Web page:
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Jakarta Post

Ministry to crack down on nepotism in state companies

  • Khoirul Amin

    The Jakarta Post

Jakarta   /   Fri, July 4, 2014   /  12:16 pm

The State-Owned Enterprises Ministry is preparing a regulation aimed at stamping out nepotism in all state-owned companies, in a bid to cut out corruption and mismanagement.

'€œNepotism is indeed a bad thing because it affects companies'€™ management. When people with family ties work at the same company, they are likely to prioritize their own personal interests above the firm'€™s interest,'€ said State-Owned Enterprises Minister Dahlan Iskan after a closed-door meeting on Thursday.

Dahlan said the regulation would likely be in the form of an instruction mandating all state-owned companies impose anti-nepotism guidelines. He said such a regulation would, for example, prohibit family members from working in the same state-owned firm.

Dahlan said the regulation would apply to all employees, regardless of whether they were hired legitimately or due to nepotism.

'€œThe strict regulation is aimed to prevent all possibilities of dirty nepotism from happening in state-owned enterprises,'€ Dahlan said.

He added that he would meet next week with a number of state-owned firms that had already imposed anti-nepotism measures to further discuss the regulation.

'€œWe will learn from them about how they implement the measures, what the obstacles and the benefits are,'€ he said.

Contacted separately, state-owned cement maker PT Semen Indonesia corporate secretary Agung Wiharto said his firm would fully support the ministry'€™s plan as it was part of good corporate governance values.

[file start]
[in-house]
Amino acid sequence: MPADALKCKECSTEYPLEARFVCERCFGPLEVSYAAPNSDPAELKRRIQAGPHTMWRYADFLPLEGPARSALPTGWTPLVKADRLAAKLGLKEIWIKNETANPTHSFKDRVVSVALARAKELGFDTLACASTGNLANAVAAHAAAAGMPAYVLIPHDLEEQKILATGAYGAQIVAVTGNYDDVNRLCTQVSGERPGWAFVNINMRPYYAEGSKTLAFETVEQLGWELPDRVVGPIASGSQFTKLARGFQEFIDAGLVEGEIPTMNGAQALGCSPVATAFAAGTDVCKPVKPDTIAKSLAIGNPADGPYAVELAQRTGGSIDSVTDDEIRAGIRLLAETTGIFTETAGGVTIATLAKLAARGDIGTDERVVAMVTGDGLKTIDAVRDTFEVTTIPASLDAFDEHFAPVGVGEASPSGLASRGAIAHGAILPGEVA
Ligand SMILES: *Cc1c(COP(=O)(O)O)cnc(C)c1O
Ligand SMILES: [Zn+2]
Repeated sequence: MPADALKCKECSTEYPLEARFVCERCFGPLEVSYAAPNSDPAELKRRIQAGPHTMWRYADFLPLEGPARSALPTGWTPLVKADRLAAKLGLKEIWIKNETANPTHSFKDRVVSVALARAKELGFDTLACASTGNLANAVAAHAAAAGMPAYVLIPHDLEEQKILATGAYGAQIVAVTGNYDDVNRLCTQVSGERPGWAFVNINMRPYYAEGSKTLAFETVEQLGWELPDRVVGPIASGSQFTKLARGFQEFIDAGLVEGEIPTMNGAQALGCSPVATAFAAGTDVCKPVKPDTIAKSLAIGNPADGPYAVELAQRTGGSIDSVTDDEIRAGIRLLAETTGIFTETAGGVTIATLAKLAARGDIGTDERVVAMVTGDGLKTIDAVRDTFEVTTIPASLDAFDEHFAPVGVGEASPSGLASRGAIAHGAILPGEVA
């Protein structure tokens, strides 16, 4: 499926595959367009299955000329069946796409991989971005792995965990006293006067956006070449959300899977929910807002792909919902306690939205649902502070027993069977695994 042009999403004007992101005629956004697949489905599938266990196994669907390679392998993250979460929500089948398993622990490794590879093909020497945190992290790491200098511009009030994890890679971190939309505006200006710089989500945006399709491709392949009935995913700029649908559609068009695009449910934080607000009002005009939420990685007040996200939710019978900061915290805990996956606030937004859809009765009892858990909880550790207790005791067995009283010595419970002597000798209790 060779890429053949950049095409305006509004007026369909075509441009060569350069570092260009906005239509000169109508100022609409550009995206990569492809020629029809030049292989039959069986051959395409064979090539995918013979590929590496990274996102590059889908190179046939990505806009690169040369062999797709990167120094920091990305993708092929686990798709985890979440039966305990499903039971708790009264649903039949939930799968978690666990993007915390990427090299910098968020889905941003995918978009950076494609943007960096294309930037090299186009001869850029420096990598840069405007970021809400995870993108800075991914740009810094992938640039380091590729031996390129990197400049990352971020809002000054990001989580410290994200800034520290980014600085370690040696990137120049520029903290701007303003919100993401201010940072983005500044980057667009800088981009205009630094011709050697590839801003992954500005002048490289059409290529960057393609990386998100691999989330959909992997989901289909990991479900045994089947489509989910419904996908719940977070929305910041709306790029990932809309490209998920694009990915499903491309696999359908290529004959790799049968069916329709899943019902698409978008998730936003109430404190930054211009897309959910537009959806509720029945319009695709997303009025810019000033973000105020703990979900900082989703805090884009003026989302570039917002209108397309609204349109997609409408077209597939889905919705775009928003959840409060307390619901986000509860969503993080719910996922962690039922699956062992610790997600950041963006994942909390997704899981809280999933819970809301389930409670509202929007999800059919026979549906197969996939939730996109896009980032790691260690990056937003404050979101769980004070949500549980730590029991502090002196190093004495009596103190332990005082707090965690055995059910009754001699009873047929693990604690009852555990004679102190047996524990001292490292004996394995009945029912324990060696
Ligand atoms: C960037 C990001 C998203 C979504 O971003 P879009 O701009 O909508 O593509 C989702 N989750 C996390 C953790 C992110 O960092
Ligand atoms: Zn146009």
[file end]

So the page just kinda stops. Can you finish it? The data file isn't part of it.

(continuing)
'€œWe are pretty aware of the issue of nepotism, and we already imposed a similar measure as what the ministry is planning in 2010,'€ he said.

Agung also said before his company started cracking down on nepotism, he saw a number of cases where children of directors at his firm easily climbed the ladder '€” and not because of their achievements.

He said that since 2010, Semen Indonesia has prohibited married couples and relatives from working at the firm.

Meanwhile, state-owned construction firm PT Wijaya Karya (WIKA) spokesman Natal Agrawan declined to comment before he knew the specifics.

'€œWe will see details of the regulation first, once it has been released,'€ he said.

Indonesia Corruption Watch (ICW) researcher Ade Irawan said he approved the ministry'€™s plan, but was pessimistic that the measure would be the best solution to fight nepotism within state-owned enterprises.

'€œThe spirit of the regulation is good, but it could be perceived as violating human rights because for some people, it will prevent them from having a career in state-owned firms. I think the most important thing to do is to have an open and quality recruitment process,'€ he said.

Ade also said that instead of limiting people'€™s career options, state-owned enterprises could guarantee competence through a strict recruitment process carried out by independent institutions.

'€œThe firms can also manage their staff members'€™ work placement to avoid nepotism. For example, when a staff member'€™s father is a financial director, his son [...] should be placed in another division,'€ he said.

Ade went on to say that it was common knowledge nepotism still occurred in some state-owned enterprises. Nepotism was very rampant during the era of former president Soeharto.

For example, in 1998, Soeharto appointed his daughter Siti Hardijanti '€œTutut'€ Rukmana the social affairs minister.

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